Silvestrini said such arguments are scare tactics by opponents of incorporation. Sixteen people — the original sponsors of the incorporation petition and members of the Future of Millcreek Association — committed in a letter to Salt Lake County Sheriff Jim Winder and Chief Michael Jensen of the Unified Fire Authority to "continue to use the services of the UFA and the UPD."

"Citizens of Millcreek are very happy with these services. While final decisions will rest with the elected city council, we are confident that they will reach the same conclusion," the letter states,

In the final days of the campaign, both sides seem to be focused on tangible financial issues. Those opposed say there's no start-up funds for the city and sales tax projections in a 2011 consultants report paid for by Salt Lake County as required under state incorporation laws, forecast a 1 percent annual increase in sales tax revenues from 2011 through 2016. This suggests the new city would need to raise taxes or reduce services after a couple of years to keep pace with inflation.

Subsequent analysis by two members of the original consulting firm, paid for by residents in favor of incorporation, showed sales tax revenues showed actual revenues for 2011 climbed by 5 percent in 2011 and are projected to be even higher for the current year.

Considering the original report used data from 2010, the "bottom of the recession," Silvestrini said, "a 1 percent increase may have been a fair assumption then but that's not actually what's been the case."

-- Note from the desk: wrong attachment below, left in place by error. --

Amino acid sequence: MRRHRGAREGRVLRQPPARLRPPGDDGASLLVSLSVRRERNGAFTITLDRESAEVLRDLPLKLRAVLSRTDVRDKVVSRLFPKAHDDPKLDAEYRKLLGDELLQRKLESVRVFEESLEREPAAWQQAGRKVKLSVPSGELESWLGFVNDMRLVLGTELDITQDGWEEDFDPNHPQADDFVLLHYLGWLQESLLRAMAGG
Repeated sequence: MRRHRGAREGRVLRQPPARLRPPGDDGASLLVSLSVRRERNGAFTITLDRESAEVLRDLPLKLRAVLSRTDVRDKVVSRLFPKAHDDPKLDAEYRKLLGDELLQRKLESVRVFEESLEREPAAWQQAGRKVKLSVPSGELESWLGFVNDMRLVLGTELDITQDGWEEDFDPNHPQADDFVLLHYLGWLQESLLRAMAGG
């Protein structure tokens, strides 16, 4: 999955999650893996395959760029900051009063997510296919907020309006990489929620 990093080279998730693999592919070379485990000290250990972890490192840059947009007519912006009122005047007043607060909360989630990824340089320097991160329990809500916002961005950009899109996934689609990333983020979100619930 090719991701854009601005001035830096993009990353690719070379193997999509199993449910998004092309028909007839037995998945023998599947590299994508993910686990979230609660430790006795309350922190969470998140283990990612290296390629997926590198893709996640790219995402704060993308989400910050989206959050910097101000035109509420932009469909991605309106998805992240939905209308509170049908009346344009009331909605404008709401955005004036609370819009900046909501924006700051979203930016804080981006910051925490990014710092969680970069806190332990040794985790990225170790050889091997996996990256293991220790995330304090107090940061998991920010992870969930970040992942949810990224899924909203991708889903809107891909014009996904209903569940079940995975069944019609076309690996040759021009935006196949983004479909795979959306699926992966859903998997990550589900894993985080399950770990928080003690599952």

Roger Dudley, another long-time Millcreek resident who oppposes incorporation, worries about about hidden costs of the change. As a city, Millcreek would be on the hook for $500,000 for a road construction project already under way along 2300 East.

“This is another example of the unintended – and expensive – consequences of incorporation and a rush to get this issue on the November ballot. What other undiscovered financial liabilities are out there, ready to be placed on the backs of Millcreek residents?,” he said.

Silvestrini says Millcreek City could receive state funds for its part of the match, no different than the county,

"To me, it’s a non-issue because it's just a question of who is writing the check."

For more information, Salt Lake County, in cooperation with proponents and opponents, has developed this website www.millcreekballot.com.

There are also websites for supporters of incorporation, CityofMillcreekUT.org and those opposed, www.notocityofmillcreek.org.

In compliance with Deseret News policy, comments will not be posted on political stories and editorials from now until the polls close Tuesday, Nov. 6.

E-mail: marjorie@desnews.com